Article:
We got some of the biggest names in the Indian fashion industry to talk about the ultimate love affair: fashion and art, coming together in the form of inspiration, collaborations, and delightful details.
“Art is very important to us. It doesn’t just inspire the clothes that we create, but because of our innate passion for it, we started our own gallery, too (Palette Art Gallery in New Delhi). It’s a contemporary space with a modern tone, aimed at giving a voice to emerging talent. Fashion today has become more of a conversation-starter, and a garment inspired by modernism or abstract and contemporary art, presented in a structured-yet-fluid form is worthy of being called an artwork. In the past, we have launched collections inspired by artists like Jackson Pollock and George Martin, and they were very successful. The greatest thing about fashion is that it allows you to give shape to your imagination, to things that have inspired you. We like to play with muted tones, and lend a bit of an androgynous vibe to regular silhouettes. A signature Rohit + Rahul garment would be a meticulously cut dress in either grey or black, featuring subtle metallic work or embellishment—it’s classic!”
On Rikee: dress, CUE by Rohit Gandhi + Rahul Khanna; boots, H&M
Gauri Karan and Nainika Karan
“Fashion and art have been intertwined since they came about. And art has hugely influenced our work. When we are looking for inspiration, we go back to history—the 16th or 18th century paintings, Greek and Roman sculptures, or the works of famous artists. Absorbing it all really strikes our imagination. You’ll see that a lot of shapes and motifs that we play with have an artistic element that stands out. When people think of our brand, they think of ruffles (which has become our signature). It’s synonymous with our brand because ever since we’ve started, we’ve used ruffles in a way that really skims the body and looks flattering. We add drama and volume at the right places to empower the wearer and feel like the best versions of themselves. That’s why the art of cuts and detailing plays such an important role in design.”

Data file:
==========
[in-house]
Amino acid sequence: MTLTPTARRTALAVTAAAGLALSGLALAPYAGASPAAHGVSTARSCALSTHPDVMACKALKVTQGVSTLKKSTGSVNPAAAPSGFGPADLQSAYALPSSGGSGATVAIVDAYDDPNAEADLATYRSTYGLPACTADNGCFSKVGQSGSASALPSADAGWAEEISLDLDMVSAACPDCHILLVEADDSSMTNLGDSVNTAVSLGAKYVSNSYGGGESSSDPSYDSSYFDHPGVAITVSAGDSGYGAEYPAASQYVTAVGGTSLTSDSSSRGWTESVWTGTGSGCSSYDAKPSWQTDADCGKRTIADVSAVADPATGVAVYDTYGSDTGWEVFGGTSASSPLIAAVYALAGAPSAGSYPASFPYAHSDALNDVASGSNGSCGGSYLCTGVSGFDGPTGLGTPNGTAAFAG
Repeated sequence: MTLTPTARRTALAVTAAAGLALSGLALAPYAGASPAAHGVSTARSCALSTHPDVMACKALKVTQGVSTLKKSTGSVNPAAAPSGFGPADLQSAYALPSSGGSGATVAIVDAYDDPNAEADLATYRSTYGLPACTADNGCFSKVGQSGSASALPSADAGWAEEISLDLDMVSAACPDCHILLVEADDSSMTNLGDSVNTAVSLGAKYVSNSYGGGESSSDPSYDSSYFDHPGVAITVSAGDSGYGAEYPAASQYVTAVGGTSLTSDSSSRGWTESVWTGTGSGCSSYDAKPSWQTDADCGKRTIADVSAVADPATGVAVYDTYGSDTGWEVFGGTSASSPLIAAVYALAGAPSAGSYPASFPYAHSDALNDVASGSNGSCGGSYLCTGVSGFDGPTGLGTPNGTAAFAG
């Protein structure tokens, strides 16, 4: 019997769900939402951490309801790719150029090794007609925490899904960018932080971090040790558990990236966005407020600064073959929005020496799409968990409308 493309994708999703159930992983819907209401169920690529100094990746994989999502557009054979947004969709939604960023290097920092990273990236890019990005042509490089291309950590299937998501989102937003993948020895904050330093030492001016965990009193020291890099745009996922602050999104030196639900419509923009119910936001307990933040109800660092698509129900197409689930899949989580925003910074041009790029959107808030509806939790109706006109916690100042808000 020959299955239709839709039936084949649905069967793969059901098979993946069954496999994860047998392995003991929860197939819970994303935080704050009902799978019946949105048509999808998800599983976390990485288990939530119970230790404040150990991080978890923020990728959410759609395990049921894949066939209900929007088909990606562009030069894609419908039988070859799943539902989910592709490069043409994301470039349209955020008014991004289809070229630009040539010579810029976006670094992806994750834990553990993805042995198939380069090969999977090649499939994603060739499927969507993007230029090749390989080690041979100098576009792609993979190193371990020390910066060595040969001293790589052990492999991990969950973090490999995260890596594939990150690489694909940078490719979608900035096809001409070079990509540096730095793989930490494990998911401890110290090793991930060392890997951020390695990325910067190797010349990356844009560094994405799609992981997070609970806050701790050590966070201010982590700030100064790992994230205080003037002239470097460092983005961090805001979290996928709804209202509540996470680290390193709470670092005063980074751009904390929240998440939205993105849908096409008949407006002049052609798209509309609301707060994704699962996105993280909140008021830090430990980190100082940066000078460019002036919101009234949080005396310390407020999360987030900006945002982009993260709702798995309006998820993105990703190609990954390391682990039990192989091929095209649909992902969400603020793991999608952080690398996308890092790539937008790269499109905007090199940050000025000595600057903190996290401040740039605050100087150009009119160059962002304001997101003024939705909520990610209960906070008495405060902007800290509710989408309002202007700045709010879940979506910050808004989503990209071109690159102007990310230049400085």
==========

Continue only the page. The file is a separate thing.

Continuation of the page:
High-low dress, Gauri & Nainika; block heels, Christian Louboutin
Ashish n Soni
“I don’t think there’s any difference between fashion and art—it’s difficult to disconnect one from the other. I’ve always felt that there’s a deep, inter-layering connection between calling designers artists, or the other way around. What we do is our own way of expression, which is extremely artistic. And our medium, instead of canvas, is fabric. All of it emerges from a thought that turns into a product, and that particular creation would be considered art by some, and rubbish by others. As a designer, I’m extremely influenced by art. In fact, over the last few years, I have dabbled in it myself. When it comes to celebrating any milestones for my brand, I turn to art installations to display the garments. As fashion has changed so much in the last decade, the shelf life of a good creation has drastically reduced—there’s very little regard for the fact that a designer has spent months working on a piece.
When conceptualising a line, I stick to the three Fs: fabric, fit, and form. All of them kind of tie into each other. Impeccably constructed garments is what my brand is known for, and to nail that right, I’d say, is certainly an art.”
Pantsuit and coat, both Ashish N Soni; boots, Aldo
Shantanu Mehra and Nikhil Mehra
“One of the correlations between fashion and art is that both processes are about telling a story. And if you look at the intent of a designer, their creations are no less than art. We get inspired by emotions and that itself is the most artistic value human beings present on a daily basis. Once the emotion sets in, you get inspired and weave a story around it. And finally, when you present your collection on the runway, the entire process of building a set, the choreography, music, make-up, models, and everything in between, prepares the stage for fashion in the form of art. This narrative is what defines our brand. Structured silhouettes with standout sartorial finishes, embroideries, and textures are the techniques synonymous with our brand. A signature Shantanu & Nikhil garment features three key elements: the drape with a sense of romanticism; the structure (our garments are constructed in a way that it flatters a certain part of the body); and sartorial shapes and silhouettes (marrying heritage with a very distinct contemporary aesthetic, where minimalism is the new admiral).”
Gown and gloves, both Shantanu & Nikhil